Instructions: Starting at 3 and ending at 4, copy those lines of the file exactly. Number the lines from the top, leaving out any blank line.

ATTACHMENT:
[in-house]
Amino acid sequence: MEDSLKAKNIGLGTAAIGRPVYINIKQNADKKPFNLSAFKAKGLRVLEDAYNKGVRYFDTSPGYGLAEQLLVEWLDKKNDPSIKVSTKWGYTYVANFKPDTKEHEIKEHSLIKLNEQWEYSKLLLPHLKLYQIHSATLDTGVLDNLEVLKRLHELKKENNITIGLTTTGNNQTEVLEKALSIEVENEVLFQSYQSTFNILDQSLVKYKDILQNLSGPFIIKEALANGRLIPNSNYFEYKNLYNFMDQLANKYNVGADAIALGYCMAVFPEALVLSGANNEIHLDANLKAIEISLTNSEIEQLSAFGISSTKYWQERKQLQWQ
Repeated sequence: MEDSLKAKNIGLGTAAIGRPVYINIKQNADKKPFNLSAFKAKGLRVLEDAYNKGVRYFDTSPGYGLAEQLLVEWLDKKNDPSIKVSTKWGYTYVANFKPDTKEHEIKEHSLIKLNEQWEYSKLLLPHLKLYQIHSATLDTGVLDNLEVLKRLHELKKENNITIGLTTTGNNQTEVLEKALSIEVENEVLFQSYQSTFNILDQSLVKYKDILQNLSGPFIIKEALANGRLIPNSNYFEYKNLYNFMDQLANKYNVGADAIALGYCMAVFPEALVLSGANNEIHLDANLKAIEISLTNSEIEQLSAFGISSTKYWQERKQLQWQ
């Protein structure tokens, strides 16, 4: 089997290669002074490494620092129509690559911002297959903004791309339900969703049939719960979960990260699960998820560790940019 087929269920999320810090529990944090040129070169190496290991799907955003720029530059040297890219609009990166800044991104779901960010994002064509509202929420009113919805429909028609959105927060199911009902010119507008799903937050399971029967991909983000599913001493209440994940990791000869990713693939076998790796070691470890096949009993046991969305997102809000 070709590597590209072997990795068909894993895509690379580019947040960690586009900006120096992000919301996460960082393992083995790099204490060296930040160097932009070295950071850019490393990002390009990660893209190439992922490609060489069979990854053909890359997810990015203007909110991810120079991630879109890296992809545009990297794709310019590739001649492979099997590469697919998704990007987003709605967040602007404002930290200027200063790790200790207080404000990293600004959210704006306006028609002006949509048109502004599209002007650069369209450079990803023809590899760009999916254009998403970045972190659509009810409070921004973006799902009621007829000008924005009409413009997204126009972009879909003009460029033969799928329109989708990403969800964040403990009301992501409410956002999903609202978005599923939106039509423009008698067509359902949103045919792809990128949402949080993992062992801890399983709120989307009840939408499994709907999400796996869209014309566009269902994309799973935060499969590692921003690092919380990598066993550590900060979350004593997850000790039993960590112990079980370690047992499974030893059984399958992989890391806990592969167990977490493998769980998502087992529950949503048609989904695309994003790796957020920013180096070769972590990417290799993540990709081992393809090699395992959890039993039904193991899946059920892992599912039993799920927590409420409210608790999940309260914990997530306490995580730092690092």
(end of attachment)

Repeated sequence: MEDSLKAKNIGLGTAAIGRPVYINIKQNADKKPFNLSAFKAKGLRVLEDAYNKGVRYFDTSPGYGLAEQLLVEWLDKKNDPSIKVSTKWGYTYVANFKPDTKEHEIKEHSLIKLNEQWEYSKLLLPHLKLYQIHSATLDTGVLDNLEVLKRLHELKKENNITIGLTTTGNNQTEVLEKALSIEVENEVLFQSYQSTFNILDQSLVKYKDILQNLSGPFIIKEALANGRLIPNSNYFEYKNLYNFMDQLANKYNVGADAIALGYCMAVFPEALVLSGANNEIHLDANLKAIEISLTNSEIEQLSAFGISSTKYWQERKQLQWQ
């Protein structure tokens, strides 16, 4: 089997290669002074490494620092129509690559911002297959903004791309339900969703049939719960979960990260699960998820560790940019 087929269920999320810090529990944090040129070169190496290991799907955003720029530059040297890219609009990166800044991104779901960010994002064509509202929420009113919805429909028609959105927060199911009902010119507008799903937050399971029967991909983000599913001493209440994940990791000869990713693939076998790796070691470890096949009993046991969305997102809000 070709590597590209072997990795068909894993895509690379580019947040960690586009900006120096992000919301996460960082393992083995790099204490060296930040160097932009070295950071850019490393990002390009990660893209190439992922490609060489069979990854053909890359997810990015203007909110991810120079991630879109890296992809545009990297794709310019590739001649492979099997590469697919998704990007987003709605967040602007404002930290200027200063790790200790207080404000990293600004959210704006306006028609002006949509048109502004599209002007650069369209450079990803023809590899760009999916254009998403970045972190659509009810409070921004973006799902009621007829000008924005009409413009997204126009972009879909003009460029033969799928329109989708990403969800964040403990009301992501409410956002999903609202978005599923939106039509423009008698067509359902949103045919792809990128949402949080993992062992801890399983709120989307009840939408499994709907999400796996869209014309566009269902994309799973935060499969590692921003690092919380990598066993550590900060979350004593997850000790039993960590112990079980370690047992499974030893059984399958992989890391806990592969167990977490493998769980998502087992529950949503048609989904695309994003790796957020920013180096070769972590990417290799993540990709081992393809090699395992959890039993039904193991899946059920892992599912039993799920927590409420409210608790999940309260914990997530306490995580730092690092």